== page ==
5. The main question argued in the Second Appeal is the, question of limitation. For the reasons given by the learned District Judge I have no doubt that the suit is maintainable, and that Article 83 of the Limitation Act does not apply to the facts of the case. The right to indemnity which a receiver has got is, in my view, not created by contract. I am therefore of opinion that Article 83 has obviously no application.
6. The substantial question for consideration is whether Article 61 of the Limitation Act would apply. Under that article the period of limitation for suits 'for money payable to the plaintiff for money paid for the defendant' is '3 years' and the period begins to run from the time 'when the money is paid.' The question is whether in the circumstances of this case the expenses incurred by the plaintiff's father as 'receiver' in instituting the suit could be considered to be money payable to the plaintiff for money paid for the defendant within the meaning of the article. The question has not been discussed by the learned District Judge on principle or with special reference to the facts of the case. He first distinguished the decision in Kandasami Pillai v. Avayambal : (1910)20MLJ989 from the present case, then referred to Peary Mohan Mukerji v. Narendranath Mukerji I.L.R.(1905) 32 Cal. 582 and Abkan Sahib v. Soran Bivi Saiba Ammal I.L.R.(1913) 38 Mad. 260 : 28 M.L.J. 347 (see paragraphs 4 and 5 of his judgment), and as a result of the discussion he held in paragraph 6 'with some hesitation' that Article 61 does not apply and that the suit is governed by Article 120. In my opinion none of these cases gives any difficulty in deciding the question. In Kandasami Pillai v. Avayambal : (1910)20MLJ989 Article 61 was applied to a suit by an agent to recover the expenses of litigation conducted by him on behalf of his principal. Referring to this case the learned Judge says:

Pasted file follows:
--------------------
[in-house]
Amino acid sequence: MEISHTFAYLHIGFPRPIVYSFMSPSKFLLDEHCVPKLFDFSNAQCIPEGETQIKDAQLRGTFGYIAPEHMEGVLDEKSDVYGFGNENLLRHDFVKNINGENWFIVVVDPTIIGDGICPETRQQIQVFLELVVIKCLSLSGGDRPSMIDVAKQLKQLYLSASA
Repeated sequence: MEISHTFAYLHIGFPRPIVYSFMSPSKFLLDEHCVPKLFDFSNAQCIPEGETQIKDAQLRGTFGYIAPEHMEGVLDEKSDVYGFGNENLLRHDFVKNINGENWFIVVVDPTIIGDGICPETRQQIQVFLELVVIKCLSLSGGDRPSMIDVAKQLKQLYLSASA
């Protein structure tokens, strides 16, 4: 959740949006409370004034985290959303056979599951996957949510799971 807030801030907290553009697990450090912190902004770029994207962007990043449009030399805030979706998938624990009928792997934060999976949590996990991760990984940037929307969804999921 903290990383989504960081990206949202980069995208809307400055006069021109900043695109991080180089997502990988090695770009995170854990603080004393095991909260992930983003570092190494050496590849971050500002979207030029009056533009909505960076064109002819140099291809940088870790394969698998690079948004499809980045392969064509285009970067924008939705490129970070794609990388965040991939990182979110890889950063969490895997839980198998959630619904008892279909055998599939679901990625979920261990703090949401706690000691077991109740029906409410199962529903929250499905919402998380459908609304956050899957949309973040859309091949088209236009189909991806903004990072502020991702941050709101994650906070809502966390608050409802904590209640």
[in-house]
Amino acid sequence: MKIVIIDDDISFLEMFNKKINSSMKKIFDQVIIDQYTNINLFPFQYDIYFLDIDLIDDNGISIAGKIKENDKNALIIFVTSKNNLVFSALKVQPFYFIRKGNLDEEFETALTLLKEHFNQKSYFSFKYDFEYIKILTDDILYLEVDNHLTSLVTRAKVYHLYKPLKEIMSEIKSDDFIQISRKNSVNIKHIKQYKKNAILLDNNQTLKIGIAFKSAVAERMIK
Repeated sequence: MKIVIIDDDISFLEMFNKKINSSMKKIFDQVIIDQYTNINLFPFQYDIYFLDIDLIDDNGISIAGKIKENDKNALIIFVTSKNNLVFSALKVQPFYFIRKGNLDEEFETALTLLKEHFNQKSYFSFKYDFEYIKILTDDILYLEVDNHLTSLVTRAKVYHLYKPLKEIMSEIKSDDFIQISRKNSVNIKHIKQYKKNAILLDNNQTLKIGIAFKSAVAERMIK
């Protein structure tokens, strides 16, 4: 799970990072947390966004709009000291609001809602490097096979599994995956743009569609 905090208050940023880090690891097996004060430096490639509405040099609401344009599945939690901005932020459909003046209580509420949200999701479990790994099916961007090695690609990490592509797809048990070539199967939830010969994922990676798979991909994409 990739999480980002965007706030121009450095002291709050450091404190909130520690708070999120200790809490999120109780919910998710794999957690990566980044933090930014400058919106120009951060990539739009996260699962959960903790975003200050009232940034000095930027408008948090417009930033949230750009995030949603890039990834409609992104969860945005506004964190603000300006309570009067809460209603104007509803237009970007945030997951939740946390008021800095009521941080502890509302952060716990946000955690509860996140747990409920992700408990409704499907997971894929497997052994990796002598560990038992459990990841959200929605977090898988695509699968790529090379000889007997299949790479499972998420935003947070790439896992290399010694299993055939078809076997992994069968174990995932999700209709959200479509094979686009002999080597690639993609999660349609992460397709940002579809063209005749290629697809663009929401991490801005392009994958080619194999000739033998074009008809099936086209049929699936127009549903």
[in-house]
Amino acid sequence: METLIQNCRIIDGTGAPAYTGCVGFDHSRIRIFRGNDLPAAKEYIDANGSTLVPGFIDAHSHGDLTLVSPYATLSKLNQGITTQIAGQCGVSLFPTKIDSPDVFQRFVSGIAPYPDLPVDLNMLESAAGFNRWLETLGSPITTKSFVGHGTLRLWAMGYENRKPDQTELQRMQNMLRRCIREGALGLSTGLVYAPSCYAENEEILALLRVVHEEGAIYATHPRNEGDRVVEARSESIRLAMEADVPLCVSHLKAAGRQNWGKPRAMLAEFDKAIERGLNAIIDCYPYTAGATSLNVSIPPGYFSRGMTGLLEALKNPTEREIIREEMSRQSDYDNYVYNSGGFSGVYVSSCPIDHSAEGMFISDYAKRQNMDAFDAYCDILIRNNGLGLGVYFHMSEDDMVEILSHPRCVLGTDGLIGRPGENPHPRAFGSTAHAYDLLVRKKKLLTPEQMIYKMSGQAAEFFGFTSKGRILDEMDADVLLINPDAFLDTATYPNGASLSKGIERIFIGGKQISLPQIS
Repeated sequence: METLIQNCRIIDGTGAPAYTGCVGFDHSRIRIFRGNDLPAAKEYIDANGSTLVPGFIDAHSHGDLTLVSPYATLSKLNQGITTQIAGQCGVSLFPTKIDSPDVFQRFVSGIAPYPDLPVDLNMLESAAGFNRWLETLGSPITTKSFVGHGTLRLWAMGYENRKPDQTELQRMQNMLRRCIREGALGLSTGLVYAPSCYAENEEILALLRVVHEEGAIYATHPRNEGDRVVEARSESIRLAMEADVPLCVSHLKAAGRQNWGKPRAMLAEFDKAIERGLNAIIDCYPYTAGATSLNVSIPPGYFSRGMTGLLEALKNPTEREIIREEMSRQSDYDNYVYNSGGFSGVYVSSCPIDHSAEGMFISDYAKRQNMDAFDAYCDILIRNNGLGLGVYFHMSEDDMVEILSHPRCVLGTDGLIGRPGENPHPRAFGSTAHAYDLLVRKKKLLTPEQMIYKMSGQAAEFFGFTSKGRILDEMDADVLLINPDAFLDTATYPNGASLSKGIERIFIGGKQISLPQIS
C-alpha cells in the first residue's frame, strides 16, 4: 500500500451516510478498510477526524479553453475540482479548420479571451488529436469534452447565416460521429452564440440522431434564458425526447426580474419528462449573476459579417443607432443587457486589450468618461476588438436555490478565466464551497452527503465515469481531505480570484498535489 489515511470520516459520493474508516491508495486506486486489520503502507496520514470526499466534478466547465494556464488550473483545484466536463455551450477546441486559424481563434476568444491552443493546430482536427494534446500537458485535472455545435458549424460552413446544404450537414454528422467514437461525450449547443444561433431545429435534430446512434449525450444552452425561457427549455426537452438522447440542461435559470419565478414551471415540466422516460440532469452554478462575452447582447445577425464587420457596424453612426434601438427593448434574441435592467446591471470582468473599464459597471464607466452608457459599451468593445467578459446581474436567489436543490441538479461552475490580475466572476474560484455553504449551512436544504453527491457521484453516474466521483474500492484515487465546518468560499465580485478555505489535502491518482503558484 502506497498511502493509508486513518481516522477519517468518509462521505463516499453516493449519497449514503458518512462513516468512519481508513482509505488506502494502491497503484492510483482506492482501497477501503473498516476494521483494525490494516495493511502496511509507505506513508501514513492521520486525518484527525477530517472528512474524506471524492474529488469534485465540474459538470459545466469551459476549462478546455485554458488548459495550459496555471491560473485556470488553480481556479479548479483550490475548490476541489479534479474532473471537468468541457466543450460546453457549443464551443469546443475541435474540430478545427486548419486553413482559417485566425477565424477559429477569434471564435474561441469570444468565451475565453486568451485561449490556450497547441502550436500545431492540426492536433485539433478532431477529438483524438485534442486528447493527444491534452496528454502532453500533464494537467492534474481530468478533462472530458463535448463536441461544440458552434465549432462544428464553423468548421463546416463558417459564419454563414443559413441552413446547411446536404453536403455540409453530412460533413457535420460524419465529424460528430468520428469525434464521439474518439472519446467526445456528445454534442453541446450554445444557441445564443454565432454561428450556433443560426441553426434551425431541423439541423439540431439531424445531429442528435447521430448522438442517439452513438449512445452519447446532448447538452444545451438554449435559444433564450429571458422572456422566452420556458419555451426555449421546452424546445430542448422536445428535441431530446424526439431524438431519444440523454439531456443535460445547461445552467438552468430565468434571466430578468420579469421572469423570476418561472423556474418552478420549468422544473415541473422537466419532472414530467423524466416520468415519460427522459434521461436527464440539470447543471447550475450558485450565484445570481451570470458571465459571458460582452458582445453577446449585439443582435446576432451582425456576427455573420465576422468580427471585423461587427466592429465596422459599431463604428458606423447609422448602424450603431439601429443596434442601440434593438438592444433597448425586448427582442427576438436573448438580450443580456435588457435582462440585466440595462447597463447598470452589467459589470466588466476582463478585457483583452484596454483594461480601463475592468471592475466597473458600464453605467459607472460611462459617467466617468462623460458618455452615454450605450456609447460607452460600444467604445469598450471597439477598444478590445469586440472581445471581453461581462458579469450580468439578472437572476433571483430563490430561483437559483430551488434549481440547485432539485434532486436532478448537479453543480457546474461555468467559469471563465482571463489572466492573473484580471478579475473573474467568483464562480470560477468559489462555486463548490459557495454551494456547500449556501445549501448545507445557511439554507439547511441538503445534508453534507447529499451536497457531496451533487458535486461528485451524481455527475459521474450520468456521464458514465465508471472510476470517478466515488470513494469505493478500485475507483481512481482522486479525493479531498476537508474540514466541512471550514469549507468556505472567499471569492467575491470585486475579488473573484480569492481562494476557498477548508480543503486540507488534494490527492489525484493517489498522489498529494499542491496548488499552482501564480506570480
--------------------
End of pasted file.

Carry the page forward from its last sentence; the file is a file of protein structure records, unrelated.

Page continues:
the analogy to the circumstances of the present case is obviously close and I was at one time inclined on the strength of this decision to apply Article 61 to the present case. But in Kandasami Pillai v. Avayambal : (1910)20MLJ989 the plaintiff had a principal whom he could sue as soon as he made a payment for him.